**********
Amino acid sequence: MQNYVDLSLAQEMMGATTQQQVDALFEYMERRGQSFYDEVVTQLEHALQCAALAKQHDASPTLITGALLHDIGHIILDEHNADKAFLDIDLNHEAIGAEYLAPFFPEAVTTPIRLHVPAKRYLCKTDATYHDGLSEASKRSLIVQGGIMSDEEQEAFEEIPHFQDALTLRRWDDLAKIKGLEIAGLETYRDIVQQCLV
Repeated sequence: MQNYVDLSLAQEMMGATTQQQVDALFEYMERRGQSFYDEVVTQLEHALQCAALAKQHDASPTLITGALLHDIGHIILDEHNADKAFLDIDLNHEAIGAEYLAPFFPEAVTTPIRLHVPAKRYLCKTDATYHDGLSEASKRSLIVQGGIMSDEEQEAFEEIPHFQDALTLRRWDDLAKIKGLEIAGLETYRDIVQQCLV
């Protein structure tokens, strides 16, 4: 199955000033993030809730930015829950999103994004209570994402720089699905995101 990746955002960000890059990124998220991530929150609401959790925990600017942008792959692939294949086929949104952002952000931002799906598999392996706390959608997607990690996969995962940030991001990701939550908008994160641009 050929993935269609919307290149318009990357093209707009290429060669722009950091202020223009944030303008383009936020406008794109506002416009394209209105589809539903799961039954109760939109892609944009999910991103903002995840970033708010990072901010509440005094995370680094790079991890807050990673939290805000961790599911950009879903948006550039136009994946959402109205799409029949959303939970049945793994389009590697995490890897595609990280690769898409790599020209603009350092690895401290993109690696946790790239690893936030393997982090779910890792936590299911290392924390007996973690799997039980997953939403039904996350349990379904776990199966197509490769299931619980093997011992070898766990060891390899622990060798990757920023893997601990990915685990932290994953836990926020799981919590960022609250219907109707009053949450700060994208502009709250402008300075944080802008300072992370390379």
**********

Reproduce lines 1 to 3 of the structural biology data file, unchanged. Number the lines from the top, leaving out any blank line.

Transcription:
Amino acid sequence: MQNYVDLSLAQEMMGATTQQQVDALFEYMERRGQSFYDEVVTQLEHALQCAALAKQHDASPTLITGALLHDIGHIILDEHNADKAFLDIDLNHEAIGAEYLAPFFPEAVTTPIRLHVPAKRYLCKTDATYHDGLSEASKRSLIVQGGIMSDEEQEAFEEIPHFQDALTLRRWDDLAKIKGLEIAGLETYRDIVQQCLV
Repeated sequence: MQNYVDLSLAQEMMGATTQQQVDALFEYMERRGQSFYDEVVTQLEHALQCAALAKQHDASPTLITGALLHDIGHIILDEHNADKAFLDIDLNHEAIGAEYLAPFFPEAVTTPIRLHVPAKRYLCKTDATYHDGLSEASKRSLIVQGGIMSDEEQEAFEEIPHFQDALTLRRWDDLAKIKGLEIAGLETYRDIVQQCLV
């Protein structure tokens, strides 16, 4: 199955000033993030809730930015829950999103994004209570994402720089699905995101 990746955002960000890059990124998220991530929150609401959790925990600017942008792959692939294949086929949104952002952000931002799906598999392996706390959608997607990690996969995962940030991001990701939550908008994160641009 050929993935269609919307290149318009990357093209707009290429060669722009950091202020223009944030303008383009936020406008794109506002416009394209209105589809539903799961039954109760939109892609944009999910991103903002995840970033708010990072901010509440005094995370680094790079991890807050990673939290805000961790599911950009879903948006550039136009994946959402109205799409029949959303939970049945793994389009590697995490890897595609990280690769898409790599020209603009350092690895401290993109690696946790790239690893936030393997982090779910890792936590299911290392924390007996973690799997039980997953939403039904996350349990379904776990199966197509490769299931619980093997011992070898766990060891390899622990060798990757920023893997601990990915685990932290994953836990926020799981919590960022609250219907109707009053949450700060994208502009709250402008300075944080802008300072992370390379």